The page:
Memorandum by the Chief Executive of the
National Pharmaceutical Association (PI 116)
INFLUENCE OF THE PHARMACEUTICAL INDUSTRY
I write following my appearance before the Select
Committee on 11 November 2004 to provide additional information
on a number of issues raised during the session.
The NPA represents the owners of community pharmacies
in the UK. We have in membership the owners of around 11,000 pharmaciesjust
about all except Boots. In representing the interests of our members
we inevitably have extensive contact with pharmaceutical manufacturers
and their representatives. We have regular contact with the industry
associations (ABPI in the case of prescription medicine manufacturers
and PAGB in the case of the manufacturers of non-prescription
medicines) to explore areas of mutual interest and to ensure that
we keep abreast of developments within each other's sectors. On
a similar basis we have contact with individual manufacturers
on an ad hoc basis.
There is considerable interest in community
pharmacy at the present time given its changing role. As a means
of helping manufacturers understand the changing face of pharmacy
so that this can be incorporated into their strategic planning,
we have established a corporate members programmeNPA Matrixthrough
which manufacturers can have a structured dialogue with the NPA's
senior management team. We have six Matrix members, each paying
a membership fee of £10,000.
We also look to the industry for sponsorship.
This is principally to support training and education materials
or resources to improve pharmacy practice provided by the NPA
to its members. For example, we have had sponsorship to help cover
the costs associated with our medicines counter assistant course,
a dispensing technician course, CD-ROMs covering the Drug Tariff
and Pharmacy Law and Ethics, and a guide to implementing standard
operating procedures (SOPs) into pharmacies. This sponsorship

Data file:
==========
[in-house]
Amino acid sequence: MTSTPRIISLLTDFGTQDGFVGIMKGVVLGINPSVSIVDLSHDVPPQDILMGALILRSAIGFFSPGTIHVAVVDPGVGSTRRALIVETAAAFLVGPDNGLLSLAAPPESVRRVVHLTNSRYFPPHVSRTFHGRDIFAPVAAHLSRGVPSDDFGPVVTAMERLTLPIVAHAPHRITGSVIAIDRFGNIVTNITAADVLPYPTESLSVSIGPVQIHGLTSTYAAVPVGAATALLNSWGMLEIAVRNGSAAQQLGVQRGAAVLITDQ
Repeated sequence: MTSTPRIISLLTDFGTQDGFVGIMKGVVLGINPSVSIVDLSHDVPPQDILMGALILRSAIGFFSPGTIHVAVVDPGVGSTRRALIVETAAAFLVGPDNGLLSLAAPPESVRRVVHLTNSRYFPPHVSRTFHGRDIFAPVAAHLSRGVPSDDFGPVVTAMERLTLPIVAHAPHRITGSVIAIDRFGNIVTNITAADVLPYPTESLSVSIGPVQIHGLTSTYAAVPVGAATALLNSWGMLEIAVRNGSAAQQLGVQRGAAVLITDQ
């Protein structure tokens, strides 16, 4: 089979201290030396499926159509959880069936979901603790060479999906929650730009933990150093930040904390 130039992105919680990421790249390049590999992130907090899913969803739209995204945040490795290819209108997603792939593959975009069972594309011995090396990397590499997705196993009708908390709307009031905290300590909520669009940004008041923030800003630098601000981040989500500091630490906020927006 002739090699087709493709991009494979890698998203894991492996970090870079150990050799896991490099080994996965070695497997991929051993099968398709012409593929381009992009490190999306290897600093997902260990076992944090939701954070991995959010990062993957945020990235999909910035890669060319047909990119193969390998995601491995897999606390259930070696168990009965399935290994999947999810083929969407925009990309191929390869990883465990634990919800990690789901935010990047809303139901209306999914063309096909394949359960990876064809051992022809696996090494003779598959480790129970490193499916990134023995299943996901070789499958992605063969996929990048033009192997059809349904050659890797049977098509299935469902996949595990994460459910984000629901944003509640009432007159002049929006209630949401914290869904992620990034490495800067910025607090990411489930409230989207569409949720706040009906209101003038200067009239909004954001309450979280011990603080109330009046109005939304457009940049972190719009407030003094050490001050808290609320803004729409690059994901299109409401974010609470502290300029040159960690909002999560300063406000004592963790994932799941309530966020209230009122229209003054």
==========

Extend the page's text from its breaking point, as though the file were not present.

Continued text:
is a means of keeping costs down for our members. In 2003 we received
sponsorship of £54,000. The additional costs associated with
the design, printing and distribution of our SOP pack were settled
directly by the sponsor with the agencies carrying out the work.
We are currently seeking sponsorship of a resource we are producing
to help members understand and implement the requirements of the
new pharmacy contract, which has just been agreed with the Department
I should stress that this sponsorship relates
to the design, printing or distribution of our materials. However
the detail contained in these resources is the sole responsibility
of the NPA and materials are normally written and developed in-house.
The NPA therefore retains full editorial control over the content.
Any sponsorship is recognised through the inclusion of the sponsor's
name and logo within the material.
As one would expect, manufacturers produce their
own materials for pharmacists and pharmacy staff. We actively
encourage manufacturers to produce objective material, which is
truly training or education material rather than company propaganda.
To help them achieve this we offer an NPA Training Seal service
where the NPA will vet material to ensure they achieve this objective.
We charge a fee for this to reflect the time and effort we put
into examining their materials. Total revenue from the Training
Seal in 2003 was £32,000. A brochure giving further information
on the Training Seal is enclosed.
One of the issues raised at the evidence session
on 11 November was Patient Information Leaflets (PILs). In dispensing
prescriptions, pharmacists face an obligation to provide fully
labelled packs and patient information leaflets to patients. Their
ability to do this is however frustrated by the fact that they
are obliged in many cases to provide the exact quantity written
on a prescription. Where a prescription calls for the same quantity
as contained in a patient pack, there is no problem; a fully labelled
pack with a PIL will be provided. In cases, where the quantity
is at variance with the patient pack quantity however, the pharmacist
must "break bulk" and issue the required quantity from
a larger pack. As there will only be one PIL in the pack this
means that subsequent supplies will be made without a leaflet.
Clearly this places pharmacists in an invidious position. Attempts
by the DH and MHRA to solve this conundrum have not been successful.
The last proposal was for pharmacists to either photocopy or download
PILs from the internet. For a variety of reasonsprincipally
those of safetythe proposals were rejected by all stakeholders
Pharmacists endeavour to issue leaflets whenever
they can. However even where leaflets are issued, they are difficult
to understand or interpret by many patients. The reason for this
is that leaflets are principally legal defence documents rather
than an attempt to provide comprehensible information to patients.
At the meeting I read out an extract of one such leaflet. The
PIL I selected was for Delta Cortril (a brand of prednisiolone).
A copy of this leaflet is enclosed.
We have not done any work on improving the content
of PILs to make them easier for patients to understand. However,
the Committee on Safety of Medicines is undertaking work in this
area. They have established a working group to look at PILs. A
consultation document toward improving the utility of PILs is,
we understand, to be published soon.